Objective: We have developed and validated an algorithm based on Piedmont hospital discharge abstracts for ascertainment of incident cases of breast, colorectal, and lung cancer.
Study design and setting: The algorithm training and validation sets were based on data from 2000 and 2001, respectively. The validation was carried out at an individual level by linkage of cases identified by the algorithm with cases in the Piedmont Cancer Registry diagnosed in 2001.
Results: The sensitivity of the algorithm was higher for lung cancer (80.8%) than for breast (76.7%) and colorectal (72.4%) cancers. The positive predictive values were 78.7%, 87.9%, and 92.6% for lung, colorectal, and breast cancer, respectively. The high values for colorectal and breast cancers were due to the model's ability to distinguish prevalent from incident cases and to the accuracy of surgery claims for case identification.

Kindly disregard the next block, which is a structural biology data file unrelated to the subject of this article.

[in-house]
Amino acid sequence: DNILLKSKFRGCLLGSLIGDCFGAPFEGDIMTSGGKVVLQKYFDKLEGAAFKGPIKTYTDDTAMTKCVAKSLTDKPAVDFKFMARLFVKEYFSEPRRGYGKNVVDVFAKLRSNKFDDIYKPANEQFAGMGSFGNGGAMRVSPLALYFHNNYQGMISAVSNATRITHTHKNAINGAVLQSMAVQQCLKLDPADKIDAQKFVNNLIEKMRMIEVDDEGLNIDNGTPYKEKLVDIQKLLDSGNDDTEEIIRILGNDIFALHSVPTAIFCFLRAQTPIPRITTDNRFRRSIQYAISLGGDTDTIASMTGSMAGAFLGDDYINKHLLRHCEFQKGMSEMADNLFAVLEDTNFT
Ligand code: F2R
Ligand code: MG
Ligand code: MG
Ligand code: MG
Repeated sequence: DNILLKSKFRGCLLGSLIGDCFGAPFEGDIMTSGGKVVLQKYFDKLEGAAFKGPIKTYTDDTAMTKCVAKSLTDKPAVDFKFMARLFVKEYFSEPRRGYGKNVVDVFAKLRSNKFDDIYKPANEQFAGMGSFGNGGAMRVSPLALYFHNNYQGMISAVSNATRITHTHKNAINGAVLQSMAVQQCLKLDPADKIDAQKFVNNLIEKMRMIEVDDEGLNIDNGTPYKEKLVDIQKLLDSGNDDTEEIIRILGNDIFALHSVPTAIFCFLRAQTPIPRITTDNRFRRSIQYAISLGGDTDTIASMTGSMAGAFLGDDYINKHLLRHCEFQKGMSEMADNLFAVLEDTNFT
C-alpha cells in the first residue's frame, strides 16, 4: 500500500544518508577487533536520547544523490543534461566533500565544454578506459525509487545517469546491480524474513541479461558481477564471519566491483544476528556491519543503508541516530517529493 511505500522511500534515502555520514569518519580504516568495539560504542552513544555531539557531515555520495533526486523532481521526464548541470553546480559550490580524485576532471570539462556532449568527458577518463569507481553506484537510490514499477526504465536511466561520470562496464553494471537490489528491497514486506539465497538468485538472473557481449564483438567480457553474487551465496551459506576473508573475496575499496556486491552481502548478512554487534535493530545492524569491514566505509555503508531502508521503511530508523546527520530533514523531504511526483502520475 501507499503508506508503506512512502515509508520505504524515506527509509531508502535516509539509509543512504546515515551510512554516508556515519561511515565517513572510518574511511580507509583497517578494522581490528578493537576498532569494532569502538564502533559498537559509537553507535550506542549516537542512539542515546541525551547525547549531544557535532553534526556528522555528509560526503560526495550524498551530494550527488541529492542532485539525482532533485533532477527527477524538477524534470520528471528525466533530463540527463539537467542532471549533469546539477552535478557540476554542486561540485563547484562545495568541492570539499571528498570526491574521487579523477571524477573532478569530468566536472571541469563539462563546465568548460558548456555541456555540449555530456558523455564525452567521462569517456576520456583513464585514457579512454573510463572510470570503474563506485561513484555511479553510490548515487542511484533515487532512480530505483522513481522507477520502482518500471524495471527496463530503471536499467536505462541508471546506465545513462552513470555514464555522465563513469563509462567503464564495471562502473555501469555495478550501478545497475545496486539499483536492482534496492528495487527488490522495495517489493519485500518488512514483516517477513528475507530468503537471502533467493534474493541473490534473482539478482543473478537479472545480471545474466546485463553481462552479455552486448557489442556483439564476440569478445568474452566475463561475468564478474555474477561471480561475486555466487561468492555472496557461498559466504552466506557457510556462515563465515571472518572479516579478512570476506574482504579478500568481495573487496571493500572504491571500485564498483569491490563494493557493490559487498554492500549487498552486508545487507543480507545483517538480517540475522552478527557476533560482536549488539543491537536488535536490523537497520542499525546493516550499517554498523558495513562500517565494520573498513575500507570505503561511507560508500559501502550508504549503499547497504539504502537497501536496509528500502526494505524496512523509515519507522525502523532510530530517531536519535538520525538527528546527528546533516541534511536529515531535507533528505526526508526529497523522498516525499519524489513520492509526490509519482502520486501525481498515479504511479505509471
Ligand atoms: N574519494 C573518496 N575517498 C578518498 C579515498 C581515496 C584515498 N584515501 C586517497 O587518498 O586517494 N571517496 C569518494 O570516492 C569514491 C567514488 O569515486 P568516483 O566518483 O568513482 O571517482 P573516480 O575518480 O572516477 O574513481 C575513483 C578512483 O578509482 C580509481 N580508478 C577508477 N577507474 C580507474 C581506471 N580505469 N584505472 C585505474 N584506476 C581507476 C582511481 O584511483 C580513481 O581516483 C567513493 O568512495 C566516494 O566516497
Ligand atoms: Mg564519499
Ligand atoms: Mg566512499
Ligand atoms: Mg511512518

Conclusions: Given its moderate sensitivity, this algorithm is not intended to replace cancer registration, but it is a valuable tool to investigate other aspects of cancer surveillance. This method provides a valid study base for timely monitoring cancer practice and related outcomes, geographic and temporal variations, and costs.